Tuesday, March 30, 2021

March 2021 Dividend Stock Purchases

As I'm writing this blog post, we're just a few days away from April, which could either mean that we are out of the woods here in Central Wisconsin as it relates to snowfall or it could also mean that we're just days away from one or two major snowfalls.

Given that there have been major snowfalls in two of the past three Aprils where I live, it will be interesting to see how April plays out.

With that aside, I will be discussing my capital deployment during March 2021.


Beginning with my retirement account, I deployed $315.65 in capital between my 7% contribution to my Capital Income Builder (CAIBX) position, my employer's 3% contribution, and the $62.07 in dividends that were received from my position during the month.

Adjusting for the 3.5% sales charge on the contributions of myself and my employer, I deployed $306.76 in capital during March 2021.

The capital contributions and dividend reinvestment made during March helped my CAIBX position to grow from 153.282 shares entering March to 157.983 shares heading into April.

Factoring in $2.13 in net annual dividends/share (which was the net annual dividends/share paid out by CAIBX last year), my net annual forward dividends were boosted by $10.01 as a result of my capital deployment.

Moving to my taxable accounts, I reduced my Robinhood margin from $2,627.50 at the beginning of the month to $686.87 at the end of the month as a result of $1,850 in fresh capital contributions and $90.83 in dividends received in my account that were allocated to margin reduction.

Due to my commitment to reducing my Robinhood margin to zero in an effort to initiate the transfer of my brokerage account to Fidelity, the only purchasing activity during March was the CAIBX mutual fund in my retirement account.

The elimination of my interest bearing margin helped to increase my net annual forward dividends by $40.69.

Concluding Thoughts:

While March was a strong capital deployment month with $2,247.59 being deployed between retirement contributions, dividend reinvestment, and brokerage account contributions, this was largely because of the $1,400 stimulus payment that I received during the month. 

Due to the $2,247.59 that I deployed during March, my net annual forward dividends surged $50.70, which works out to a 2.26% net yield. 

My net annual forward dividends also increased $3.35 as a result of the 4 dividend increases that I received in March.

This activity helped my net annual forward dividends to surge from just under $1,500 heading into March to just over $1,550 heading into April.

Looking ahead to April and May, I am anticipating that I will deploy close to $3,000 and $1,700, respectively, which is primarily due to a 3 paycheck April (as well as a small tax refund).

I am therefore anticipating that my net annual forward dividends will spike from just over $1,550 at the end of March to $1,725 at the end of May (which will be helped by not only capital deployment into quality dividend stocks, but by the elimination of my $5 monthly Robinhood Gold fee by early April).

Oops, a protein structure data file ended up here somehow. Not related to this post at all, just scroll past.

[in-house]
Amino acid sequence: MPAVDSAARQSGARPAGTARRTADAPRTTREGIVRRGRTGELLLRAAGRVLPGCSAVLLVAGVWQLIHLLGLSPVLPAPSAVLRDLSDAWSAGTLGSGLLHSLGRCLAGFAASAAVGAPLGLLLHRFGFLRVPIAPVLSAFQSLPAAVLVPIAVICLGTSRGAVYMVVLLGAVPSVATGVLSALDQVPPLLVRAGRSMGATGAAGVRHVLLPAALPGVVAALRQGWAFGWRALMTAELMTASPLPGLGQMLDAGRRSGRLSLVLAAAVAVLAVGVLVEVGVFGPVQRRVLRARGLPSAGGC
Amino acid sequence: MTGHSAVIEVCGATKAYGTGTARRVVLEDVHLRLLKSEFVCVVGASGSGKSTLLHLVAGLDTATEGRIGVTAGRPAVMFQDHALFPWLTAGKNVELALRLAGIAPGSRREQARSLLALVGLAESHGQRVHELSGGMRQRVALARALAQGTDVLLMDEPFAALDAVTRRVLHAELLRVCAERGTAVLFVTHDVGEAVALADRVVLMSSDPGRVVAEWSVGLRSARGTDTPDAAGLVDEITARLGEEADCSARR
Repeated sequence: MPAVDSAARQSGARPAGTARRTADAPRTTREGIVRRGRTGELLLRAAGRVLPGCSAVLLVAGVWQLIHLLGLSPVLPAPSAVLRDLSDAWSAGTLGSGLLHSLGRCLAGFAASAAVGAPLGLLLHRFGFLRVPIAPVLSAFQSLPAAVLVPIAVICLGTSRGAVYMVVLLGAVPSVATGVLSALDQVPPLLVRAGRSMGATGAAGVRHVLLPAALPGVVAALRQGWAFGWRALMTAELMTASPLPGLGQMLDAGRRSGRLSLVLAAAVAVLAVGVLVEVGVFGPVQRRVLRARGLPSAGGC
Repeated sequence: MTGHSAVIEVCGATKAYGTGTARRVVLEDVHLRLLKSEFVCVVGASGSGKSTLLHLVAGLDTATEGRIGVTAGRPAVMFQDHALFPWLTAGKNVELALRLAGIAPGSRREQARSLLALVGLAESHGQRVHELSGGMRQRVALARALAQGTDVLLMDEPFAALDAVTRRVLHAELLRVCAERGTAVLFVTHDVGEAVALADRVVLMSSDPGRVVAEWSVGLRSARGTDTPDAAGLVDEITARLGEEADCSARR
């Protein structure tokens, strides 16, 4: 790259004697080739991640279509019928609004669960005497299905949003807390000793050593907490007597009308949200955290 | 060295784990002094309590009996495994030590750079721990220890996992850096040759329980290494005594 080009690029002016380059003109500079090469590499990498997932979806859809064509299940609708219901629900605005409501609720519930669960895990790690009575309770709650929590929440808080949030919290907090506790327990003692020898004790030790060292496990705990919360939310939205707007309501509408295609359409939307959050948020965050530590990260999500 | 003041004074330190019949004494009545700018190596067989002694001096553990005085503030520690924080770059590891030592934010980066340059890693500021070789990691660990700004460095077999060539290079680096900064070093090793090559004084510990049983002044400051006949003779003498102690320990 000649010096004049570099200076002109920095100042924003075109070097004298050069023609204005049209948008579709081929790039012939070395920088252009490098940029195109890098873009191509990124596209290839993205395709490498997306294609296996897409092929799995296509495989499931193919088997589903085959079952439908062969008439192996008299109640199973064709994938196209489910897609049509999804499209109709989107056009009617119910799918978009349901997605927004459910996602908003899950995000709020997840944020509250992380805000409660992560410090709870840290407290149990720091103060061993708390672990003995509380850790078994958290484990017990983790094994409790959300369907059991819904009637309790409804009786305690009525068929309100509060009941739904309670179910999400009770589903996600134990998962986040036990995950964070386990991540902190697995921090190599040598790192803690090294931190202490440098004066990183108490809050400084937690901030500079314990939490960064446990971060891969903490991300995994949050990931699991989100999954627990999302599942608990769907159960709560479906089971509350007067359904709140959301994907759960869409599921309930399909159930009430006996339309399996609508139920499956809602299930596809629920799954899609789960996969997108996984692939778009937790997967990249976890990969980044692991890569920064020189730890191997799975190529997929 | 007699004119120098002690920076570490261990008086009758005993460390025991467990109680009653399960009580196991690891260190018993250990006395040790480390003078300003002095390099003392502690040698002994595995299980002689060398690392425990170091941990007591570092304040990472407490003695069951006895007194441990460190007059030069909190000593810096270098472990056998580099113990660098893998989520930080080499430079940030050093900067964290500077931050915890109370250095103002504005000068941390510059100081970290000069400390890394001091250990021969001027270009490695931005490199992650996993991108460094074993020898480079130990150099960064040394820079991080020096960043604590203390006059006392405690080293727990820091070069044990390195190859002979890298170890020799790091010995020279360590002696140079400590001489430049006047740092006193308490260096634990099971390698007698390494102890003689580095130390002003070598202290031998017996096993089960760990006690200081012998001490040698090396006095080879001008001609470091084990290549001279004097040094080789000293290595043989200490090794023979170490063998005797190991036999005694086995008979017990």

Discussion:

How was your March in terms of capital deployment?

What are you forecasting your April and May to look like on the capital deployment front?

As always, thanks for reading and I look forward to your comments in the comment section below!


Tuesday, March 23, 2021

Expected Dividend Increases for April 2021

As I'm writing this blog post, we have officially entered spring in Central Wisconsin and the weather is really starting to reflect this development. We've reached the upper 50s Fahrenheit and the vast majority of the snow cover has once again melted just days after our previous (and hopefully final snowfall). 

With that aside, I will be discussing the dividend increases that I received in March, as well as the dividend increases that I am anticipating in April.


March Dividend Increases

Dividend Increase #1: W.P. Carey (WPC)

As a testament to the quality of W.P. Carey (WPC) as a business, WPC once again delivered a dividend increase that was in line with my expectations of 0.2%, outlined in my previous blog post of this series. WPC increased its quarterly dividend 0.2%, from $1.046/share to $1.048/share. 

Across my 7 shares of WPC, my net annual forward dividends increased $0.056 as a result of WPC's recent dividend increase.

Dividend Increase #2: Realty Income (O)

Another high-quality REIT that delivered a dividend increase in line with my expectations was Realty Income (O). O announced a 0.2% increase in its monthly dividend, from $0.2345/share to $0.2350/share.

My net annual forward dividends increased $0.054 due to O's dividend increase across my 9 shares.

Dividend Increase #3: General Dynamics (GD)